International Business Seminar: Professor David Midgley
Mosaics not Masses: Nations as Diverse Mixtures of Global Values Archetypes
In this paper, we propose a novel perspective of nations as diverse mixtures of global values archetypes. We test this proposition with data on Schwartz values from Wave Six of the World Values Survey provided by 83526 individuals from 60 countries. Using archetypal analysis, we find five archetypes are adequate to capture the configurations of Schwartz values in these data. Moreover, we find each country is a mixture of individuals belonging to
multiple archetypes, and that the composition of these mixtures varies across countries. Projecting the 60 country mixtures into a three-dimensional space illustrates that they differ primarily through the proportions of individuals who give greater or lesser importance to (i) Schwartz values in general, (ii) hedonism and (iii) conservatism. Finally, we show significant associations between the country mixtures and well-known indices of national economic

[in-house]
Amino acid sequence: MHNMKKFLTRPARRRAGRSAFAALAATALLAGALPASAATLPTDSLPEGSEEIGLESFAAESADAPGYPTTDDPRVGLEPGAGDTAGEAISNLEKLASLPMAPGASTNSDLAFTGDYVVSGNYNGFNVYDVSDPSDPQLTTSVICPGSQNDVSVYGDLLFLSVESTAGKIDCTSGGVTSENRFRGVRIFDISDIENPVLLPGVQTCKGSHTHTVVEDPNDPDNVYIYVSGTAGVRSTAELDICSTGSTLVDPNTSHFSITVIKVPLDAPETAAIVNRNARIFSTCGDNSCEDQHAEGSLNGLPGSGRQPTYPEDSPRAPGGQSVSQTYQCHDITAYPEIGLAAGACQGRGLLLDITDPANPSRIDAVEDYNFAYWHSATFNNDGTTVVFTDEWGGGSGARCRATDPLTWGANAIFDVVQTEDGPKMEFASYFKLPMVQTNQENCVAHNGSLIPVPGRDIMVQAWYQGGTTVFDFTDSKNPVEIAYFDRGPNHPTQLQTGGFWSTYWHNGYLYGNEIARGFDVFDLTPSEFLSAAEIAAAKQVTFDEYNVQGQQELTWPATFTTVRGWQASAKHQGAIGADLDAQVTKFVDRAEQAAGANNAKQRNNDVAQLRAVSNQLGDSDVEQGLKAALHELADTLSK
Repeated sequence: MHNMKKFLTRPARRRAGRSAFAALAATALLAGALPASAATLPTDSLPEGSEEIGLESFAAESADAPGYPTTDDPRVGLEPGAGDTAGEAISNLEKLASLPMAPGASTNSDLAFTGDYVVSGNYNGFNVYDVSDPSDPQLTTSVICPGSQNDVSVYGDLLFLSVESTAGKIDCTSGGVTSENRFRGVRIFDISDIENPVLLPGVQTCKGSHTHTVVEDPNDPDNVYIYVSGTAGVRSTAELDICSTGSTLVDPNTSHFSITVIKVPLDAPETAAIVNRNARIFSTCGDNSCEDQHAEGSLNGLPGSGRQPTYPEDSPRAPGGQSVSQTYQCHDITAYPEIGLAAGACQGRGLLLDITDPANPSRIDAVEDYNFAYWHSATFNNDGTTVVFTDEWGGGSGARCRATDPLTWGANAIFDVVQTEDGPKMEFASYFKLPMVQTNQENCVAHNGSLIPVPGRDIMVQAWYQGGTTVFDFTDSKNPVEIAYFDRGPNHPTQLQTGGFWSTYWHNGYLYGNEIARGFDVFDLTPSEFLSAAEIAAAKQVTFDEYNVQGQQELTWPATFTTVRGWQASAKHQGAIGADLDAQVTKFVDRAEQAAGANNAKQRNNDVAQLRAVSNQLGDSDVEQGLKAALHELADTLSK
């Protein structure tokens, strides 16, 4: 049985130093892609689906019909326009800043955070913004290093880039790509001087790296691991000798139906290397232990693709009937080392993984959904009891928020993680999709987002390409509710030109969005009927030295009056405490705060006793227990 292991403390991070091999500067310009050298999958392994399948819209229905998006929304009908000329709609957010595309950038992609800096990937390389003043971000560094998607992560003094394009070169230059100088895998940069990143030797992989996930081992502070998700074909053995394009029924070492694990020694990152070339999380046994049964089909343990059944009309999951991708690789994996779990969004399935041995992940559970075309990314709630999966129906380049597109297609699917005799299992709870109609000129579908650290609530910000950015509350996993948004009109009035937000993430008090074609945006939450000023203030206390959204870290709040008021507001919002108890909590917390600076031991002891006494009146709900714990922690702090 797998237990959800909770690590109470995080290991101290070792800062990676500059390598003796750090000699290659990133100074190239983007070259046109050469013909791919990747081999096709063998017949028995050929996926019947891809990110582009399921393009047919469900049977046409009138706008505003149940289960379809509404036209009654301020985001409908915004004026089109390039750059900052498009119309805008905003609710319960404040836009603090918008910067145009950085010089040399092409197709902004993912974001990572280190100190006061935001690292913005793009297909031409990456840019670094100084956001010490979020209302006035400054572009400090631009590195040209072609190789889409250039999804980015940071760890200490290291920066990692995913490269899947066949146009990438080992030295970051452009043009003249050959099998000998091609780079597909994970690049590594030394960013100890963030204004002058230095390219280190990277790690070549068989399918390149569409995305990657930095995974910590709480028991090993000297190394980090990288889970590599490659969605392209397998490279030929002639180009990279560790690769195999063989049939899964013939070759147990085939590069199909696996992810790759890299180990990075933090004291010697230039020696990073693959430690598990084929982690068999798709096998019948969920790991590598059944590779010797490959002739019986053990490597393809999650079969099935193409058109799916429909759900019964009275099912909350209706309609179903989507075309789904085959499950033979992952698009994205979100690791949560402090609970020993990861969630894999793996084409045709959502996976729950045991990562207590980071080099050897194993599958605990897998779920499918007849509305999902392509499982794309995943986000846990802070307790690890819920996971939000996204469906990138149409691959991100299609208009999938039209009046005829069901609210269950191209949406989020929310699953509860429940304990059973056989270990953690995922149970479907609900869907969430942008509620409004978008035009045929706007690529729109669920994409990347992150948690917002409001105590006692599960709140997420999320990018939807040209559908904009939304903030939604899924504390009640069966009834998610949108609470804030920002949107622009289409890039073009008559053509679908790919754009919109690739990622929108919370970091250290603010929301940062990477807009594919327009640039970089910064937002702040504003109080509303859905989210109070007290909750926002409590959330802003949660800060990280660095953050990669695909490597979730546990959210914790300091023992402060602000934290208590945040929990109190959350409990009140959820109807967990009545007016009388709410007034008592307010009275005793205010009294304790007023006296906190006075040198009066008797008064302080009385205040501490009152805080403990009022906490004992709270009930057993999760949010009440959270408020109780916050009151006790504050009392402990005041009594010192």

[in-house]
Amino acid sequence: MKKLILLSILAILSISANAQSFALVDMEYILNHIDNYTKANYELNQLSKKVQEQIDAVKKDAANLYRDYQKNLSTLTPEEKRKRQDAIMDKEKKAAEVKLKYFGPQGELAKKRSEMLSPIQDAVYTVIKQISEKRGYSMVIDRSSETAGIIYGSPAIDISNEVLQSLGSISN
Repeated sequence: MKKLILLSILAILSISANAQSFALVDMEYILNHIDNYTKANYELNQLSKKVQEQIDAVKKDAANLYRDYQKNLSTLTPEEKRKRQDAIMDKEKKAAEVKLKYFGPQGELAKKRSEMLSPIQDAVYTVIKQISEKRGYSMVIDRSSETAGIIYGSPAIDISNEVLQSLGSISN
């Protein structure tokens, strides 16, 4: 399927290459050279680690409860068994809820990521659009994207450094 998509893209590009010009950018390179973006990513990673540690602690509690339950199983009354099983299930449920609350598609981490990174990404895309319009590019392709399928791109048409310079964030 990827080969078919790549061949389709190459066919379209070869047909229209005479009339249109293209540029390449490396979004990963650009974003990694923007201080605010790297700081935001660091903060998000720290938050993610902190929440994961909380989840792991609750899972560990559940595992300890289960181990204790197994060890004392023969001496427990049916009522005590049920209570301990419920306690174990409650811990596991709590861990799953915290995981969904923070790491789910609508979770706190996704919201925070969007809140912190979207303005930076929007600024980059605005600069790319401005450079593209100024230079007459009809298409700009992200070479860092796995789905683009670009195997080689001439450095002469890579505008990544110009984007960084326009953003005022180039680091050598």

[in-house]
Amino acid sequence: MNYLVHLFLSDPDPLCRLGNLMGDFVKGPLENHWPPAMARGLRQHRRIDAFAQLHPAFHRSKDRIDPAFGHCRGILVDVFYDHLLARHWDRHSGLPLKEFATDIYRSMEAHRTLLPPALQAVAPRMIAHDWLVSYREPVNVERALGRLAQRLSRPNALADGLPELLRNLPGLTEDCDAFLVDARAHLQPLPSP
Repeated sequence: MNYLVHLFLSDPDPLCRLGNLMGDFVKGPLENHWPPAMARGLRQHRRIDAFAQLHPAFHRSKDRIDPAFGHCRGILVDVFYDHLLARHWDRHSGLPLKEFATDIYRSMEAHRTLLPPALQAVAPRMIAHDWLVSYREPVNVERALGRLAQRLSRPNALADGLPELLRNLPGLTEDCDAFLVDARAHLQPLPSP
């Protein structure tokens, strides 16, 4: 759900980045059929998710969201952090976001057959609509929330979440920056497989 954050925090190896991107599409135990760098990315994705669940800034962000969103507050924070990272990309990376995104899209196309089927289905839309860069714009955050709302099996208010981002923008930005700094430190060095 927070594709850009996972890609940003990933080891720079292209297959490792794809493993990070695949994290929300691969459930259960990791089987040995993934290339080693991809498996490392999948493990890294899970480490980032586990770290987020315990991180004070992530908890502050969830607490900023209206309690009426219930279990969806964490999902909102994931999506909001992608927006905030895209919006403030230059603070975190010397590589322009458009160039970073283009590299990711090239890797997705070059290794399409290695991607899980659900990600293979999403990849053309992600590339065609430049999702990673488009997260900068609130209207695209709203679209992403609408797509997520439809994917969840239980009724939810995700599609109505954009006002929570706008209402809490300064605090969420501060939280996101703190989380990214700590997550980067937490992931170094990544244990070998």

performance and satisfaction with life, thereby establishing external validity for our results, which we believe have important implications for theory and practice.
David Midgley joined INSEAD in 1999 as Professor of Marketing and is now Emeritus. Previously he was Foundation Chair at the Australian Graduate School of Management and he has also held visiting positions at the University of California, the University of Pennsylvania and Stanford University.
Professor Midgley is a graduate in science, management and marketing from the Universities of Salford and Bradford. He has over 120 publications, including papers in leading journals such as the Journal of Consumer Research, Journal of Information Technology, Journal of International Business Studies, Journal of Marketing Research, Journal of Marketing, Marketing Science, Management Science, Organization Science and Research Policy. He has also written several books, including the Innovation Manual and most recently Strategic Marketing for the C-Suite. His principal areas of research are innovation, strategy and international business.